Three-dimensional printing is an increasingly important tool for industry and research, and the terminology as well as the technology is creeping into the consumer market. But what is it? And how are UCLA faculty and students using it to create everything from bone splints to stunning fashion?
The digital revolution has given us 24/7 access to every conceivable piece of information we might need (and much that we don't). You say you want a new revolution? Some believe we may be on the verge of one that's analogous: the ability to print anything, any time — not on paper, but in three dimensions. Shoes. Toys. Jewelry. Prosthetics. Pizzas. Apartments.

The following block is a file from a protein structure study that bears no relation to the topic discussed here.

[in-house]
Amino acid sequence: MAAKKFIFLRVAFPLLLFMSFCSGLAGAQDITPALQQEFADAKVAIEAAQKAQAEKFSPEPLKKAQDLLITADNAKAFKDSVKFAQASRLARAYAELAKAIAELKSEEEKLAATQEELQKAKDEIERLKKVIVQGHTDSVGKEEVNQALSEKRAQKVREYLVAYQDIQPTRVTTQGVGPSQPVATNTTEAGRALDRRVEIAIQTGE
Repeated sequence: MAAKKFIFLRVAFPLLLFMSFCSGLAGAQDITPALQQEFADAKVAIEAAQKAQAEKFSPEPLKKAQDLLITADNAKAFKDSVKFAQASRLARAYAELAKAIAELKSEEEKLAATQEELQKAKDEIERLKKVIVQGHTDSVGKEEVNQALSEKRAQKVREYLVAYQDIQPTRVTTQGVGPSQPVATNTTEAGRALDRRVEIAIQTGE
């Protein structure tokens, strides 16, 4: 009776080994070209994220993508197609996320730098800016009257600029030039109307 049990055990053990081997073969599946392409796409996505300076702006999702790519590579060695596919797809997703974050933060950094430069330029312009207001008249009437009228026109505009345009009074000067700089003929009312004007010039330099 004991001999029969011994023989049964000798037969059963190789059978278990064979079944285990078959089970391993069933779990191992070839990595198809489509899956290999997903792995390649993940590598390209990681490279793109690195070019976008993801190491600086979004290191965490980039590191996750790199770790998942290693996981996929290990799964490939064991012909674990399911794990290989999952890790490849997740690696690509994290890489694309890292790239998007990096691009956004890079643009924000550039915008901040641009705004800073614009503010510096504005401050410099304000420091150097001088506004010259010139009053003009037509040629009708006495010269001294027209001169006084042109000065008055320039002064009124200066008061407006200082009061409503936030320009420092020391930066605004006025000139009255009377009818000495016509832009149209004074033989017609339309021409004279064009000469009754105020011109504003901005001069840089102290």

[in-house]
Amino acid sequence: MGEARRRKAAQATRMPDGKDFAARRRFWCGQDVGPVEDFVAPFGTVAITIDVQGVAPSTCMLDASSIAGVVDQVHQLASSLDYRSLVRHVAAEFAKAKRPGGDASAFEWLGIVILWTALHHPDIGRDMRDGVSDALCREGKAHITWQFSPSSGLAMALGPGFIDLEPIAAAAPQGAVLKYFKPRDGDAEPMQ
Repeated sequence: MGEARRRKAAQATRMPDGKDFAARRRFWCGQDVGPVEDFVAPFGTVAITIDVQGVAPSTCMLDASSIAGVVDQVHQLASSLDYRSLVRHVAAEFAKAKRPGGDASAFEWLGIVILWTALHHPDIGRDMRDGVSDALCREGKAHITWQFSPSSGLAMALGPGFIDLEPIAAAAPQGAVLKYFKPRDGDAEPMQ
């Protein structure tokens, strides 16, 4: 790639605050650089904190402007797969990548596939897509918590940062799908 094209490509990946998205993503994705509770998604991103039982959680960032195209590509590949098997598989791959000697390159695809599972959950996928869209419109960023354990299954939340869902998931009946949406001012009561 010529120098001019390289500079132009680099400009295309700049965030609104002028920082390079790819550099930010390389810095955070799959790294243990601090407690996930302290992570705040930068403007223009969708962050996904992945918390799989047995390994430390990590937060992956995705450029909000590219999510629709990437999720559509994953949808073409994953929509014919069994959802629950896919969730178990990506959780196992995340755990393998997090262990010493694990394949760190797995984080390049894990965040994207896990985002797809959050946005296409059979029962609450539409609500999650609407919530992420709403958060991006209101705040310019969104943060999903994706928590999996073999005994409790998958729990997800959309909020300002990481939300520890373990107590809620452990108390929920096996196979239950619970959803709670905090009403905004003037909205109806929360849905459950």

That's right, apartments. Last fall, in the Munich-based 3M futureLAB run by Peter Ebner, visiting professor in UCLA Architecture and Urban Design (A.UD), a group that included UCLA architecture students produced what they billed as the world's first apartment using only 3-D technology — fully furnished and complete with bedroom, bathroom, kitchen and living space, if a bit cramped at about 37 square feet. Ebner predicts that over the next two decades, 3-D printing will overtake construction in architecture as part of "the next industrial revolution."